Greetings and welcome to the first installment of the offseason stock report. If you love this silly, fake game as much as I do, you’ve either shined up your 2014 winner’s trophy several times and have shamelessly admired it since the end of the season or have shed many tears over the disappointing fantasy results that you’ve just endured. Either way, it’s time to move on and look forward to the start of the 2015 fantasy baseball season.

In this series, I will attempt to analyze the performances of various players from this past season and project what can be expected from them next season. After digging into all of the underlying peripheral statistics, each player will be deemed either a “buy” or a “sell” depending on whether he can be expected to improve, regress, or maintain his most recent level of production. Much like commodities on the actual stock market, the idea is to buy low on a player that stands to gain value in the near future while selling high on one that is likely to lose value. Of course, players who are already valued highly but appear likely to maintain a high level of production should be targeted, while players who have experienced a sharp decrease in value and appear unlikely to improve upon their current production levels should be avoided.

Without further ado, let’s dig into three of the biggest early round busts from the ’14 season and decide if their disappointing results are a sign of things to come or if a rebound is on the horizon.

Chris Davis: 2013 season – 103/53/138/4/.286, Razzball player value – $38.5; 2014 season – 65/26/72/2/.196, Razzball player value – $8.8

Ouch. Following his monstrous ’13 breakout season, Davis vaulted into the 1st round in the majority of drafts this season, where he became the biggest flop since “The Lone Ranger.” Prime Cecil Fielder-type production was expected and current Adam Dunn-type production occurred. What went wrong?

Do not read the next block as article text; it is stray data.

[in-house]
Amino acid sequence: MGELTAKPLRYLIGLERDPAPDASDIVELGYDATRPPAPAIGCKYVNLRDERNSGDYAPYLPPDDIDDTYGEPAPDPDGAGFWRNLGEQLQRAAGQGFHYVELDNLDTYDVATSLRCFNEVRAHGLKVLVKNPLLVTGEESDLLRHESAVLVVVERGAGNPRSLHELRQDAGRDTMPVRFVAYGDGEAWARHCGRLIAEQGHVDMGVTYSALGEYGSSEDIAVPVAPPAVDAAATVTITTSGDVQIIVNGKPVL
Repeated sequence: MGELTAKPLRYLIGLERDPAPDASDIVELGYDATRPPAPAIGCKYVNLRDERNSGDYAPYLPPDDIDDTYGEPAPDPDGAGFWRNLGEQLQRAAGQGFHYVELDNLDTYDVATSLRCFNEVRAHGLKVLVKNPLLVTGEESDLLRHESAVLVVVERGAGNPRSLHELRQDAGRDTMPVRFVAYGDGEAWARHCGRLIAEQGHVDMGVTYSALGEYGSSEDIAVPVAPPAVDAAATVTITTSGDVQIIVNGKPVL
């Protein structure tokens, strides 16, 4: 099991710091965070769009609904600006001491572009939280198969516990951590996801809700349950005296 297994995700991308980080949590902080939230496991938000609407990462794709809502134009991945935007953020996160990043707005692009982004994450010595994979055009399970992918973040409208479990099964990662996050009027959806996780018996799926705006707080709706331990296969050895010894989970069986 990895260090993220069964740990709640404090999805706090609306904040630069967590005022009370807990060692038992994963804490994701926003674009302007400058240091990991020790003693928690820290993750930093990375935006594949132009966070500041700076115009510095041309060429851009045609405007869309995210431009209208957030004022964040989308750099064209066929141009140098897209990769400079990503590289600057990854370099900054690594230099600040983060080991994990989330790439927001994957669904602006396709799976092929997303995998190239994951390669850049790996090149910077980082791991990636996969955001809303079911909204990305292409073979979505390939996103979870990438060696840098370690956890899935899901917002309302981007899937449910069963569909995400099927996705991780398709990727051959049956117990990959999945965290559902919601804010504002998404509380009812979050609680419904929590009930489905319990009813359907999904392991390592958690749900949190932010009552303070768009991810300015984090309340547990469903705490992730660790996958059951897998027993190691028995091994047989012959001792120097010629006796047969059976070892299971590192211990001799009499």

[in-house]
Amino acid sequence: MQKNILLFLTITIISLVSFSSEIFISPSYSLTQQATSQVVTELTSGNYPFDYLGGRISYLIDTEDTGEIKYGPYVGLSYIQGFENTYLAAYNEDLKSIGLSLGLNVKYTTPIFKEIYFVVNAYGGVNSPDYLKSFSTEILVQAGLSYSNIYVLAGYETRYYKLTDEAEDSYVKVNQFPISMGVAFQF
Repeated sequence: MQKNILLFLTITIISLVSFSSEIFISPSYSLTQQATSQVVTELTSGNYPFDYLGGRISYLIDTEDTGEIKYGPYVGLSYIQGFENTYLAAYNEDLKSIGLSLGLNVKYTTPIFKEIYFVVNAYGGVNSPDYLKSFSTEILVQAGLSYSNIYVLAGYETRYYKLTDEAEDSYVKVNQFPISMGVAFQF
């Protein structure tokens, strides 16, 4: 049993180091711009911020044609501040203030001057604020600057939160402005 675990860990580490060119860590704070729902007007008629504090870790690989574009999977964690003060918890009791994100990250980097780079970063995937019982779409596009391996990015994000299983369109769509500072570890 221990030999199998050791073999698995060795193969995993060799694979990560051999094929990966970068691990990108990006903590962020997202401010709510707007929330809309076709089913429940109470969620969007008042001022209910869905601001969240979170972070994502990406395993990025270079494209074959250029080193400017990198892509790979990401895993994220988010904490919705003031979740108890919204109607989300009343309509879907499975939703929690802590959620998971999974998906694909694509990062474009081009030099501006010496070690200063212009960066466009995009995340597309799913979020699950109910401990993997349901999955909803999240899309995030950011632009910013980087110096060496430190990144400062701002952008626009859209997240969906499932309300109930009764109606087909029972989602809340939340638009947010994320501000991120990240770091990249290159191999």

The biggest change occurred in Davis’ BABIP, which dropped 96 points from .336 in ’13 to .242 in ’14. The infield shifts that opposing teams employed had something to do with that (shift BABIP dropped from .302 to .230) by swallowing up most of the ground balls that he pulled to the right side of the infield. However, his line drive percentage of 24.6% was well above his ’13 number (21.9%) as well as his career number (23.1%) and the league average (20.8%) in that category. In addition, his infield fly ball percentage of 4.3% was well below the league average of 9.6%. All of this data suggests that his .196 batting average was largely a result of bad luck.

Another issue is the drop in average fly ball distance from 308.66 feet in ’13 to 298.04 in ’14. Losing over 10 feet in average distance is fairly significant, but Davis still finished with the 21st highest total in MLB in that statistic, ahead of names like Nelson Cruz, David Ortiz, and Edwin Encarnacion. Going back even further, his 112 HRs over the past three seasons is tied for second in MLB over that span and is 14 more than the player with the 4th highest total (Stanton with 98). Power doesn’t seem to be an issue here.

The third major concern is Davis’ testing positive for the amphetamine Adderall, which resulted in a 25 game suspension near the end of the regular season. While that particular drug is not considered to provide as big of a performance boost as steroids does, it’s obviously a red flag, and is certainly a situation worth monitoring going forward.

Verdict: Davis’ huge ’13 season will almost certainly go down as his career year, but it doesn’t appear to be a complete fluke. His power is very much real, and poor luck played a role in the .242 BABIP (resulting in a .196 BA) that he produced this past season. With little change in his plate discipline and batted ball profile, I believe that Davis will produce something in between what David Ortiz (59/35/104/0/.263 – $18.8) and Chris Carter (68/37/88/5/.227 – $17.5) provided this season, and recommend him as a BUY as early as the 6th round in 12 team redraft leagues next season.

Jason Kipnis: 2013 season – 86/17/84/30/.284, Razzball player value – $23.5; 2014 season – 61/6/41/22/.240, Razzball player value – $3.4

Five category performers have become increasingly rare in fantasy baseball in the post-PED era. Across the 2012-13 seasons, Kipnis was one of four players (Trout, Gomez, and Rios being the others) to average at least 15 home runs and 30 stolen bases while maintaining a .270 batting average. Throw in 86 runs scored and 80 runs batted in per season and he was a true fantasy asset over that time period.

How can a player with this resume get outperformed by the likes of Luis Valbuena and Scooter Gennett this past season? The main reason appears to be the oblique injury that he suffered at the end of April, which caused him to miss almost the entire month of May. Here’s what Kipnis produced before and after the injury occurred: